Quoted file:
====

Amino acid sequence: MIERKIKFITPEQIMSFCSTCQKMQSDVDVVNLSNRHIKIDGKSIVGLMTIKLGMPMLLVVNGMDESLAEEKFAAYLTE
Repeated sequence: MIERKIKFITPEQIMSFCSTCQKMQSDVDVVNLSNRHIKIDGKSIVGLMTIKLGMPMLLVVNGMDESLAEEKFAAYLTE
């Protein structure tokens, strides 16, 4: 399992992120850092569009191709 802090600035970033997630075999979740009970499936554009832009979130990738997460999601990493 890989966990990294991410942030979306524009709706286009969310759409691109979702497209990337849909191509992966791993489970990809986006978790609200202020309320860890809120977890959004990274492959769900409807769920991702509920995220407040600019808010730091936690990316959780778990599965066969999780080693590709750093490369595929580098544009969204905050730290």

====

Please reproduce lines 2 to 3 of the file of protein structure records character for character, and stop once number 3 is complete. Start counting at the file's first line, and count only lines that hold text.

Repeated sequence: MIERKIKFITPEQIMSFCSTCQKMQSDVDVVNLSNRHIKIDGKSIVGLMTIKLGMPMLLVVNGMDESLAEEKFAAYLTE
């Protein structure tokens, strides 16, 4: 399992992120850092569009191709 802090600035970033997630075999979740009970499936554009832009979130990738997460999601990493 890989966990990294991410942030979306524009709706286009969310759409691109979702497209990337849909191509992966791993489970990809986006978790609200202020309320860890809120977890959004990274492959769900409807769920991702509920995220407040600019808010730091936690990316959780778990599965066969999780080693590709750093490369595929580098544009969204905050730290």